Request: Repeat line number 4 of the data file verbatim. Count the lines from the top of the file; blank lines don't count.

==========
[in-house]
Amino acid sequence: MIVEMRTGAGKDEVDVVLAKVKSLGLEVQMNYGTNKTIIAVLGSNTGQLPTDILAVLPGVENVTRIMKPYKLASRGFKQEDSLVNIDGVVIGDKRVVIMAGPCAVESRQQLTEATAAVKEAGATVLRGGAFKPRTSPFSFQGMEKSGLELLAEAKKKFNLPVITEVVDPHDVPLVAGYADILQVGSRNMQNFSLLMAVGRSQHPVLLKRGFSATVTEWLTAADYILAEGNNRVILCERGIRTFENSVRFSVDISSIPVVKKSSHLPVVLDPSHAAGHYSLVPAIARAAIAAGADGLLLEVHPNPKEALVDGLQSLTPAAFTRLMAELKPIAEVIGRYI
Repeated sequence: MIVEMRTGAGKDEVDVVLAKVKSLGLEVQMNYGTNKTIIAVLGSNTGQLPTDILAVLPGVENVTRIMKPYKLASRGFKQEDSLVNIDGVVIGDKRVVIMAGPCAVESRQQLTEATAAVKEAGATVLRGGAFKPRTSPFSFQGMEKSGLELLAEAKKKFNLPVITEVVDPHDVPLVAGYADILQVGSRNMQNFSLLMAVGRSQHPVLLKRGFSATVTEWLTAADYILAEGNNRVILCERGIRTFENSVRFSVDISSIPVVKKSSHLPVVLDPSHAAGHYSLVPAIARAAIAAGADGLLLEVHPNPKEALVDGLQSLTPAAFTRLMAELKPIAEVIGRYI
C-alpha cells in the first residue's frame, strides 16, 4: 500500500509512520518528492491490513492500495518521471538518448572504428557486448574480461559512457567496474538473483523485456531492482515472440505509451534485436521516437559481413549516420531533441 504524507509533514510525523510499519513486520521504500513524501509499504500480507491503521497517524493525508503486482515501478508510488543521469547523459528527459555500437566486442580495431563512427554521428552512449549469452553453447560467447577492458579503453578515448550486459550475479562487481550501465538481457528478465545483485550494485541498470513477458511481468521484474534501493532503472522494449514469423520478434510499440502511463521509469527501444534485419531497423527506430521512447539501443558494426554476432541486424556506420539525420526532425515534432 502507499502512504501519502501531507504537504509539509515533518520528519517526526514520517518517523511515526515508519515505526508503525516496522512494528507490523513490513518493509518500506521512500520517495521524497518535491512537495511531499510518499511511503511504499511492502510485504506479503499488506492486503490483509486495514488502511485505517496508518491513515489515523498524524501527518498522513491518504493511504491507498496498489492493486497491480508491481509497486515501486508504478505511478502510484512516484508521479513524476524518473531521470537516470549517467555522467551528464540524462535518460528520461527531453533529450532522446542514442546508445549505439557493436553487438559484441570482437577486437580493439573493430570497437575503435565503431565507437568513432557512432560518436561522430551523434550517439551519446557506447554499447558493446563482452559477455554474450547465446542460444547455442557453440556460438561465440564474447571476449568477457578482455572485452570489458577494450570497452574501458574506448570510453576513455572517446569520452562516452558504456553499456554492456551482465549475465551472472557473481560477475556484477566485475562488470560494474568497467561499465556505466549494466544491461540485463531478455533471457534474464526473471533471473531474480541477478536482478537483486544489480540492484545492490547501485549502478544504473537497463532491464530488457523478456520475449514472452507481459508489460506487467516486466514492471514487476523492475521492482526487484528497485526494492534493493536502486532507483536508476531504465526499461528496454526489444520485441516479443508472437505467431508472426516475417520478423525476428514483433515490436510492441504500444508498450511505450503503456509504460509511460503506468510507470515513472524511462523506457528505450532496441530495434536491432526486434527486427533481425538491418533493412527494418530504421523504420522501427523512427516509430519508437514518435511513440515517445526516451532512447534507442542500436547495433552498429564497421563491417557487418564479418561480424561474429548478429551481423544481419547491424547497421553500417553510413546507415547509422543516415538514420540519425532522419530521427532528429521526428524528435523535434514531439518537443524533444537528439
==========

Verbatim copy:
C-alpha cells in the first residue's frame, strides 16, 4: 500500500509512520518528492491490513492500495518521471538518448572504428557486448574480461559512457567496474538473483523485456531492482515472440505509451534485436521516437559481413549516420531533441 504524507509533514510525523510499519513486520521504500513524501509499504500480507491503521497517524493525508503486482515501478508510488543521469547523459528527459555500437566486442580495431563512427554521428552512449549469452553453447560467447577492458579503453578515448550486459550475479562487481550501465538481457528478465545483485550494485541498470513477458511481468521484474534501493532503472522494449514469423520478434510499440502511463521509469527501444534485419531497423527506430521512447539501443558494426554476432541486424556506420539525420526532425515534432 502507499502512504501519502501531507504537504509539509515533518520528519517526526514520517518517523511515526515508519515505526508503525516496522512494528507490523513490513518493509518500506521512500520517495521524497518535491512537495511531499510518499511511503511504499511492502510485504506479503499488506492486503490483509486495514488502511485505517496508518491513515489515523498524524501527518498522513491518504493511504491507498496498489492493486497491480508491481509497486515501486508504478505511478502510484512516484508521479513524476524518473531521470537516470549517467555522467551528464540524462535518460528520461527531453533529450532522446542514442546508445549505439557493436553487438559484441570482437577486437580493439573493430570497437575503435565503431565507437568513432557512432560518436561522430551523434550517439551519446557506447554499447558493446563482452559477455554474450547465446542460444547455442557453440556460438561465440564474447571476449568477457578482455572485452570489458577494450570497452574501458574506448570510453576513455572517446569520452562516452558504456553499456554492456551482465549475465551472472557473481560477475556484477566485475562488470560494474568497467561499465556505466549494466544491461540485463531478455533471457534474464526473471533471473531474480541477478536482478537483486544489480540492484545492490547501485549502478544504473537497463532491464530488457523478456520475449514472452507481459508489460506487467516486466514492471514487476523492475521492482526487484528497485526494492534493493536502486532507483536508476531504465526499461528496454526489444520485441516479443508472437505467431508472426516475417520478423525476428514483433515490436510492441504500444508498450511505450503503456509504460509511460503506468510507470515513472524511462523506457528505450532496441530495434536491432526486434527486427533481425538491418533493412527494418530504421523504420522501427523512427516509430519508437514518435511513440515517445526516451532512447534507442542500436547495433552498429564497421563491417557487418564479418561480424561474429548478429551481423544481419547491424547497421553500417553510413546507415547509422543516415538514420540519425532522419530521427532528429521526428524528435523535434514531439518537443524533444537528439